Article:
Share This Page

Jagr tries to set the record straight

His recollection of history is not factually accurate, but Jaromir Jagr went out of his way Friday to make a few points about his ugly divorce from the Penguins.

Jagr, a former Penguins captain now vilified by Pittsburghers for filling that role with the New York Rangers, said his request for a trade after the 2001 Stanley Cup playoffs was designed to help then-general manger Craig Patrick keep together a core of talented forwards -- Alexei Kovalev, Martin Straka and Robert Lang.

"The team went through the tough time with the bankruptcy (in 1999)," Jagr said. "It didn't have a lot of money. I thought it would be easier for the team to trade one guy than let go of three guys. If they would have kept me here, they wouldn't have signed Alex, Marty or Robert. I just wanted to make it easier for the team.

"Plus, there was no reason to keep me when Mario (Lemieux) came back."

Jagr, second in career rankings only to Lemieux in most major Penguins' offensive categories, was traded to the Washington Capitals on July 11, 2001. This is his third season with the Rangers, and Game 1 of an Eastern Conference semifinal playoff series last night marked his first playoff game against the Penguins, who drafted him fifth overall in 1990.

Jagr claimed a fondness yesterday for Pittsburgh, where he still owns a home in the South Hills -- albeit an ant-infested property rented by fellow Czech and Penguins right wing Petr Sykora.

"I love it here. Why would I have wanted to be traded?" Jagr said. "But I think they did good to trade me. It was the right move at the right time. They could sign all the guys, and they had Mario."

Jagr praised Lemieux, his boyhood idol, but said he was not sure if they would speak during the series. He denied any tension between him and Lemieux during the 2000-01 season -- Lemieux's celebrated return from a three-plus year retirement.

Jagr's accomplishments with the Penguins rival only those of Lemieux. He was a two-time Stanley Cup champion and won a Hart Trophy, the Lester B. Pearson Award twice and the Art Ross Trophy five times during his 11-year-tenure.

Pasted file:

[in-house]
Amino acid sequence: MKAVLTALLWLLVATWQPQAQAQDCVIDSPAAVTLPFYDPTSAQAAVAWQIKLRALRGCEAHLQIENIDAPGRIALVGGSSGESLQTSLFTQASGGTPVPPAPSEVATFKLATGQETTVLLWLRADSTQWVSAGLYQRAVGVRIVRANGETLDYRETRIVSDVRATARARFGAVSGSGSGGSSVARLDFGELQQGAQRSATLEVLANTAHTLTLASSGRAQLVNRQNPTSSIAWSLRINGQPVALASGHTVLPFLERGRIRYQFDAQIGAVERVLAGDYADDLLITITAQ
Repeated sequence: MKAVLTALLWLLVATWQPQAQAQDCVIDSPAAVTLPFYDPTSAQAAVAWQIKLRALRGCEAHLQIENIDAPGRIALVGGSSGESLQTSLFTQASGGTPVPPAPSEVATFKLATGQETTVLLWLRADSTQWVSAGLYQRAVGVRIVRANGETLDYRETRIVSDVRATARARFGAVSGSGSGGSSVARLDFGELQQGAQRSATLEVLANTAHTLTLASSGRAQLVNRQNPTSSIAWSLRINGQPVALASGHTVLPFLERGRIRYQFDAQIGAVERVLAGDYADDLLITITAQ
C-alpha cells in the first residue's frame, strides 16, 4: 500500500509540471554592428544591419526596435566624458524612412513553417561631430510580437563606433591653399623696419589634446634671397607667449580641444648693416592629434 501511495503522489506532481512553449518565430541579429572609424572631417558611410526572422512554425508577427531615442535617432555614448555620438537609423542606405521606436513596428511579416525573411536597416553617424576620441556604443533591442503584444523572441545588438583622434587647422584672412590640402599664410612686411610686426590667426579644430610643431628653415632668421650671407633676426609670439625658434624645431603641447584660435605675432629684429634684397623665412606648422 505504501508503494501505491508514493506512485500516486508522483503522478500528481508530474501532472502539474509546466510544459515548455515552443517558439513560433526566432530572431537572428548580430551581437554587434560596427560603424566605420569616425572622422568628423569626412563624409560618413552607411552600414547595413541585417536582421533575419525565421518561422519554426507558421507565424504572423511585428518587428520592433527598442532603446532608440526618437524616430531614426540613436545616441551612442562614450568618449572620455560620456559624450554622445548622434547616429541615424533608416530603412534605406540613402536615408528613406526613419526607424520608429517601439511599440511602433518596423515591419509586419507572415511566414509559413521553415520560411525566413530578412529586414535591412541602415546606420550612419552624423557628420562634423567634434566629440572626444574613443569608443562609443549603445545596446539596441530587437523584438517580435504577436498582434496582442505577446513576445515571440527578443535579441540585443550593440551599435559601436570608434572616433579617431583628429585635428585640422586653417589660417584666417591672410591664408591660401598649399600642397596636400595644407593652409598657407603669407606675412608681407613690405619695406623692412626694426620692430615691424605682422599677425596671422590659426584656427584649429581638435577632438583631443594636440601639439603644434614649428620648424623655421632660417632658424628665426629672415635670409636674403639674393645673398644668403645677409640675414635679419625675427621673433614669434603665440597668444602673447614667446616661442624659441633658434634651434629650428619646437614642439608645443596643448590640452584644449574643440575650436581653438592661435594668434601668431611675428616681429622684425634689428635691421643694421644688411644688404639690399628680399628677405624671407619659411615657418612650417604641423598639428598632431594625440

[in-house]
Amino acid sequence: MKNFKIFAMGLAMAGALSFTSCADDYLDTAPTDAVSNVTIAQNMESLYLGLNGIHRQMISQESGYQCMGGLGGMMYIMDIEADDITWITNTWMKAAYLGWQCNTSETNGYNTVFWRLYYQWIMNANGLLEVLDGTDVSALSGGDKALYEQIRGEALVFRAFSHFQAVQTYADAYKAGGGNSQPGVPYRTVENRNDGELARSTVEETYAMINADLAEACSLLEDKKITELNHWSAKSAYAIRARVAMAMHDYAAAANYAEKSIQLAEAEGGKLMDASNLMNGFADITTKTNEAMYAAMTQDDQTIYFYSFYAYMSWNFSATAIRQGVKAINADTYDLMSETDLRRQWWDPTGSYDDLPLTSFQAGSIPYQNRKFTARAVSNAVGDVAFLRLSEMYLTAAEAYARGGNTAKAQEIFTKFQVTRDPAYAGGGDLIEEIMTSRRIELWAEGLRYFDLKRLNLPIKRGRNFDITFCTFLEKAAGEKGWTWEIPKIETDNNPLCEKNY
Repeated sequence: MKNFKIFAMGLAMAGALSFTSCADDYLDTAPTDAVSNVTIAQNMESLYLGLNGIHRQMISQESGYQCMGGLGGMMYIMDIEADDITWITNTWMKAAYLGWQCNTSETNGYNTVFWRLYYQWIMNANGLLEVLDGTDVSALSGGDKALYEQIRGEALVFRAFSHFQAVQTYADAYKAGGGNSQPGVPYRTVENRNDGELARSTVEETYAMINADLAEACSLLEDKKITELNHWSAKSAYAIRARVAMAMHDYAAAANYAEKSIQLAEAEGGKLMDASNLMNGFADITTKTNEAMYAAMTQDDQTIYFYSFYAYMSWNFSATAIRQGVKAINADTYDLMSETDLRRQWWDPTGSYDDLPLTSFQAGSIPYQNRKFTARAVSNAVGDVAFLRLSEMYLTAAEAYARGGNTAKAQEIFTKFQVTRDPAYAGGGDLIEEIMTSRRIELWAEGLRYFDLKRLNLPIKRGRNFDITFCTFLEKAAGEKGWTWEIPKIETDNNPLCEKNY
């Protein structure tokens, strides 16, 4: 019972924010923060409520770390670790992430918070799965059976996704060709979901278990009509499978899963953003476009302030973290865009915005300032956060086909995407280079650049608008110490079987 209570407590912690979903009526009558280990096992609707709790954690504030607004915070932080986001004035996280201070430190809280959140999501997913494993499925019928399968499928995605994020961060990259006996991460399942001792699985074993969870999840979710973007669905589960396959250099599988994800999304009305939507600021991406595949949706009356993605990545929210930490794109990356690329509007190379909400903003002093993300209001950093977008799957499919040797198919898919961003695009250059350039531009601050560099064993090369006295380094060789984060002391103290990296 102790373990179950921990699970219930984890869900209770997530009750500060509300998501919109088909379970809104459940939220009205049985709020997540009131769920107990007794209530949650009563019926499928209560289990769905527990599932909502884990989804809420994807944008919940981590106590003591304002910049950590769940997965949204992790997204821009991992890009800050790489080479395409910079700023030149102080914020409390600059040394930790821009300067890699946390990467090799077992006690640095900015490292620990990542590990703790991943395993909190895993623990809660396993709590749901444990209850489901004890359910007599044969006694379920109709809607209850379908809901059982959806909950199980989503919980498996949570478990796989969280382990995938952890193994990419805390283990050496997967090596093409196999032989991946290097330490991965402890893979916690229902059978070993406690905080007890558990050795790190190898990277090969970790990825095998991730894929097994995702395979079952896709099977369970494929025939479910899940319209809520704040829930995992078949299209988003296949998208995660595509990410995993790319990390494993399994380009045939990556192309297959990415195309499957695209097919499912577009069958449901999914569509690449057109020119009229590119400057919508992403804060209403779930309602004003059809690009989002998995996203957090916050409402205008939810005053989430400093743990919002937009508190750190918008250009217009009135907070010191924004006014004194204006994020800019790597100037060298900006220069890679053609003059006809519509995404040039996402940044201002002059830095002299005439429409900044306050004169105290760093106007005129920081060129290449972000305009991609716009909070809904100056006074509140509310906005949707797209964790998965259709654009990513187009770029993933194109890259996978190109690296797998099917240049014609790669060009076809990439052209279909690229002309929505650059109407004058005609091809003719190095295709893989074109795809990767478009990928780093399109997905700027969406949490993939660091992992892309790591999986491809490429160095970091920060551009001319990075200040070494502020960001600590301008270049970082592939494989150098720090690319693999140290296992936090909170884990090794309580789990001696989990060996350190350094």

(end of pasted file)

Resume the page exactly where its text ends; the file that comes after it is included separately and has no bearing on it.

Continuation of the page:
"When you are younger, you don't appreciate that much," Jagr said of his glory days with the Penguins. "You think everything is about yourself. But people learn, and everybody learns. But when you have the memories and you look around ... you can tell how many great players we had on this team. It was so great."

Whether it was great enough to merit his No. 68 ultimately joining Lemieux's No. 66 in honorary retirement by the Penguins, well.

"I don't know what's going to happen," Jagr said. "If something happens, it's going to take time. It's not going to be tomorrow."

TribLIVE commenting policy

You are solely responsible for your comments and by using TribLive.com you agree to our Terms of Service.

We moderate comments. Our goal is to provide substantive commentary for a general readership. By screening submissions, we provide a space where readers can share intelligent and informed commentary that enhances the quality of our news and information.

While most comments will be posted if they are on-topic and not abusive, moderating decisions are subjective. We will make them as carefully and consistently as we can. Because of the volume of reader comments, we cannot review individual moderation decisions with readers.

We value thoughtful comments representing a range of views that make their point quickly and politely. We make an effort to protect discussions from repeated comments either by the same reader or different readers

We follow the same standards for taste as the daily newspaper. A few things we won't tolerate: personal attacks, obscenity, vulgarity, profanity (including expletives and letters followed by dashes), commercial promotion, impersonations, incoherence, proselytizing and SHOUTING. Don't include URLs to Web sites.

We do not edit comments. They are either approved or deleted. We reserve the right to edit a comment that is quoted or excerpted in an article. In this case, we may fix spelling and punctuation.

We welcome strong opinions and criticism of our work, but we don't want comments to become bogged down with discussions of our policies and we will moderate accordingly.

We appreciate it when readers and people quoted in articles or blog posts point out errors of fact or emphasis and will investigate all assertions. But these suggestions should be sent via e-mail. To avoid distracting other readers, we won't publish comments that suggest a correction. Instead, corrections will be made in a blog post or in an article.